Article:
Management agreed with those recommendations and took action to fix those issues, according to the IG.

In response to written questions, Greg Wolf, an NNSA spokesman, provided a statement to E&E News.

"OST works diligently to ensure a safe, secure working environment in which all employees are treated with respect, and updates policies and procedures as needed so that issues or concerns — such as those in this report — are swiftly resolved," Wolf said. "As this report indicates, NNSA took corrective action in response to the 2011 incident. The HRP program is only one element of a comprehensive approach to ensuring the safety and security of OST operations."

The NNSA spokesman noted, "No nuclear facilities or material were damaged or otherwise put at risk as a result of the incident."

He added: "NNSA cannot comment further on the details of the 2011 incident due to operational security and the privacy of personnel."

Report initially withdrawn

The inspector general’s initial report on the breach at the nuclear weapons facility came under scrutiny from NNSA.

The IG issued a summary of its investigation in September 2014. But within months, NNSA questioned the accuracy of parts of the report, and the DOE watchdog also received another complaint that raised issues about the report’s accuracy.

The IG then decided to remove the report and put it under internal review. The report was then updated, and a summary of its findings was released in September 2015 while the full report remained closed to the public until its release to E&E News.

The nuclear transport agency has had a history of problems catalogued by the inspector general.

A November 2014 report by the IG, also obtained by E&E News under FOIA, found that over a decade, OST agents were repeatedly getting into fights with each other. One squad commander in Oak Ridge, Tenn., another of the agency’s command posts, was alleged to have threatened to kill an OST official (Greenwire, April 1, 2015).

The IG also uncovered OST agents getting drunk while on duty.

The DOE watchdog said in one memo issued in November 2010 that there were 16 incidents involving OST personnel and alcohol between 2007 and 2009. One OST agent was arrested for public intoxication in 2007, and two agents were handcuffed and detained by police after an incident in a local bar in 2009.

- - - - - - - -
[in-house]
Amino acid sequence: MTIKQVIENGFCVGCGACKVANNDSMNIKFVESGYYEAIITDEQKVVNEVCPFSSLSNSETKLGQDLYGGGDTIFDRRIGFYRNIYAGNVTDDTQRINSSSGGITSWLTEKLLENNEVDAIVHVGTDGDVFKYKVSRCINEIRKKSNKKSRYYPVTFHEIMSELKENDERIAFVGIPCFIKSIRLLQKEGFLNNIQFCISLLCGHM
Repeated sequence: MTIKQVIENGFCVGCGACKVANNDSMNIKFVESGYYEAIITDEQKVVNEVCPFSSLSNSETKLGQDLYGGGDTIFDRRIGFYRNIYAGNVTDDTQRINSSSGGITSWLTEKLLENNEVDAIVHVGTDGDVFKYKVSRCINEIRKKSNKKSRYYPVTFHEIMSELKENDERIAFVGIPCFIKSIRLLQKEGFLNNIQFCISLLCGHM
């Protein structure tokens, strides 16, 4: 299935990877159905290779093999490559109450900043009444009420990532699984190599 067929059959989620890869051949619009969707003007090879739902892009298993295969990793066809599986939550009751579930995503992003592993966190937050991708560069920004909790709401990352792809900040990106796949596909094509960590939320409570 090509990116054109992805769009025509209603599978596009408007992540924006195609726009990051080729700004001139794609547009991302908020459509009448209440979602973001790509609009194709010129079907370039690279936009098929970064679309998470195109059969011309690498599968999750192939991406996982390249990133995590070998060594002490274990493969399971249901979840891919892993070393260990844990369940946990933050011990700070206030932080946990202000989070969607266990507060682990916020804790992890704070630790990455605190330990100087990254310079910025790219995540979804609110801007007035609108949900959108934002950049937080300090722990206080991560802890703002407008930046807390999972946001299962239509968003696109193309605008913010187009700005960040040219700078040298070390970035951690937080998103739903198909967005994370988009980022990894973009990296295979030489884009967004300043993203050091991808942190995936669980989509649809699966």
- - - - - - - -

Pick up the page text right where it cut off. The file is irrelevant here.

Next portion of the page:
Wolf said despite past problems, OST agents are prepared extensively for their serious job.

"The personnel of NNSA’s Office of Secure Transportation (OST) are an elite force of highly trained national security personnel. Due to the sensitive and demanding nature of their work, OST agents are subject to rigorous security and safety standards," said the NNSA spokesman.

Budget boost

OST’s mission looks set to take on greater importance under the Trump administration. President Trump has touted the United States’ nuclear arsenal and has said he wants to modernize the force.

The White House has proposed for NNSA, which oversees the country’s nuclear weapons, a $13.9 billion budget in fiscal 2018, a $1 billion increase in funds from the prior year. The House has already passed funding legislation that matches Trump’s budget request for NNSA.

OST, too, would see a budget boost as part of Trump’s proposal for NNSA. The White House has planned a $325 million budget in fiscal 2018 for the transport agency, a nearly $69 million spike from a prior appropriation for fiscal 2017.

That increased budget would help OST up the number of applicants for agent jobs as well as handle higher training costs. Nonetheless, "substantial growth" in the agent force will take several years, warns the agency’s fiscal 2018 budget justification sent to Congress.

In addition, a bigger budget would help modernize OST’s fleet of trucks, including helping build two full-scale prototypes of the Mobile Guardian Transporter, a next-generation vehicle that agents will use to transport nuclear weapons around the country. Budget documents, however, say the earliest OST could use the new trucks in the field is fiscal 2024.

According to its budget plan, OST’s objective is simple enough: no lost nuclear weapons, no radiation leaks. Despite its troubles, the agency has met that goal through the years, traveling over 140 million miles so far.